Activities in Ocean Energy

Ghent University is a proud founder of the IBN-Offshore Energy

The IBN-Offshore Energy is a network of Flemish companies innovating in the field of offshore energy (offshore wind, floating wind, wave & tidal). The activities of the IBN Offshore Energy are oriented towards facilitating innovation in this area, the mission of the support team is to support the process from back of the envelope idea towards a project plan for an innovatie product or service ready to be executed. 

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MET-CERTIFIED aims to increase the adoption of insurable and therefore bankable marine energy projects in the 2 SEAS region through the development of internationally recognised standards and certification schemes in the sector.

The project will be of big interest to many  stakeholders around certification, from banks and insurers to consenting authorities, end-users, test facilities and classification bureaus, etc. Our website will be updated soon, so stay tuned!

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WEC concepts

Today, we are a partner in the development of the Laminaria (supported by a.o. OCEAN ERA-Net) wave energy concept. We are also involved in the study of other concepts, where we assist our partners in assessing their technology for a specific site, help them interpret their measurement results, ... 


FlanSea is an IWT R&D project led by our industrial partner DEME Blue Energy, with a budget of about €3.7M. The consortium further includes a number of Flemish SMEs and Ghent University. The goal of this consortium is to develop a Flemish wave energy converter adapted to moderate wave climates. As a starting point, a test buoy, the Wave Pioneer, was developed in order to validate the simulation models, to understand the economics behind wave energy, to experience the challenges (e.g. efficiency of the drive train, the forces on the components, … ), … During the winter of 2013-2014 the Wave Pioneer will be placed just outside the Port of Ostend. The consortium is planning to include the lessons learned and the knowledge obtained in a subsequent project.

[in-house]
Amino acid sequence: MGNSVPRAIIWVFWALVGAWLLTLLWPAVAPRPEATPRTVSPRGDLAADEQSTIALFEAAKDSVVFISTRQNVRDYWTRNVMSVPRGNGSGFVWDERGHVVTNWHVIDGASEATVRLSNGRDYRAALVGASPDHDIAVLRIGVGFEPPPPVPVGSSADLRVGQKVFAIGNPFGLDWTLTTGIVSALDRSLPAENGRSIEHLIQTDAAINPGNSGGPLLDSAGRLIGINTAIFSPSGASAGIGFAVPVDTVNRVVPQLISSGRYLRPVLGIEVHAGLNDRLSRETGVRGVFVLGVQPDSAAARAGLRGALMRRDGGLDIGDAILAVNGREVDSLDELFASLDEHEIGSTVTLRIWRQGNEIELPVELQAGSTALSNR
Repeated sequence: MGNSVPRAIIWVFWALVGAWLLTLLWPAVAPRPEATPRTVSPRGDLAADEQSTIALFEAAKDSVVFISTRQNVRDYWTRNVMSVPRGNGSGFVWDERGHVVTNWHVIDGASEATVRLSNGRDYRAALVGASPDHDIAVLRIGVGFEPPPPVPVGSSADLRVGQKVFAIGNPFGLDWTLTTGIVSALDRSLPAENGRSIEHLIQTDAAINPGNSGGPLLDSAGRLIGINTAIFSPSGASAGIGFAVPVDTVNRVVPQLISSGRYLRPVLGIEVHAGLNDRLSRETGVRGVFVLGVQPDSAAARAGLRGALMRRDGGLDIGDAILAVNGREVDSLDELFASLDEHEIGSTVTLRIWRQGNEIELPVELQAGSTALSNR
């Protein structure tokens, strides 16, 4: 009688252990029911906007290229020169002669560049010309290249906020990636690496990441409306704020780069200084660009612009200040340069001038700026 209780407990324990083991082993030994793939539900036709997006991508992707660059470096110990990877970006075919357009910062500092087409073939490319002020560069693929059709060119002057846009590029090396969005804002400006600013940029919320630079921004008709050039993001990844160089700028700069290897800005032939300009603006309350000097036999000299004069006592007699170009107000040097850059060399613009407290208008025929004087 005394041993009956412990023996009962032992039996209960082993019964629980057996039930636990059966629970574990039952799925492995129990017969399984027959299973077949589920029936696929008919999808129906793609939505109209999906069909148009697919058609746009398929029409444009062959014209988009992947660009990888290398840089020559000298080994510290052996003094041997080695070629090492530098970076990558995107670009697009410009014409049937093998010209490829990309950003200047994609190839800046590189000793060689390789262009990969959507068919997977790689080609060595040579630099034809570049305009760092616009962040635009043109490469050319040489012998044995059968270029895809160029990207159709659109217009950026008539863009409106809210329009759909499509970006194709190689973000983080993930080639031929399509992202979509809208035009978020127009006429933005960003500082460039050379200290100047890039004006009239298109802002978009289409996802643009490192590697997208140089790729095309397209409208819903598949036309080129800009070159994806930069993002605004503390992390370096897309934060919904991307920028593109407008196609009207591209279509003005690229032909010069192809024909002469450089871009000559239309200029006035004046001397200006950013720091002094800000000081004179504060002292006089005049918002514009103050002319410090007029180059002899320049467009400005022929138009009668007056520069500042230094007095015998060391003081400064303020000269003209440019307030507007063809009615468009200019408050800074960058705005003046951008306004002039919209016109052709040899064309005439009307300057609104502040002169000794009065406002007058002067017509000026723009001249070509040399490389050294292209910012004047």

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We were involved in the EU FP6 project SEEWEC. The consortium included industrial players such as Fred Olsen and Bosch-Rexroth but also the local SME Spiromatic. The project developed an actual wave energy converter. Our involvement was related to e.g. the behaviour of composite buoys slamming the water, for which we have done correlation tests at the “Watersportbaan” in Ghent.

Power-take-off (PTO)

A key component in wave energy is the PTO which converts the absorbed mechanical energy into electrical energy. Handling the typical oscillatory movement of the mechanical components is a challenge. Supported by internal IOF funds and funds from the Scottish government (WES) we are developing a new type of PTO based on a power sharing transmission. Next to this, we evaluate new hydraulic based concepts.

We have been working with device developers on their Power Take and concepts therefore. Recently, we have filed a patent application for a PTO concept of our own. We are currently further studying this concept as well as are we realising a first prototype.  This project is funded by internal funds of Ghent University and by funds from the HIE-WES PTO call.

Wave Emulator: a Dry Test rig for Wave Energy Power Take-Offs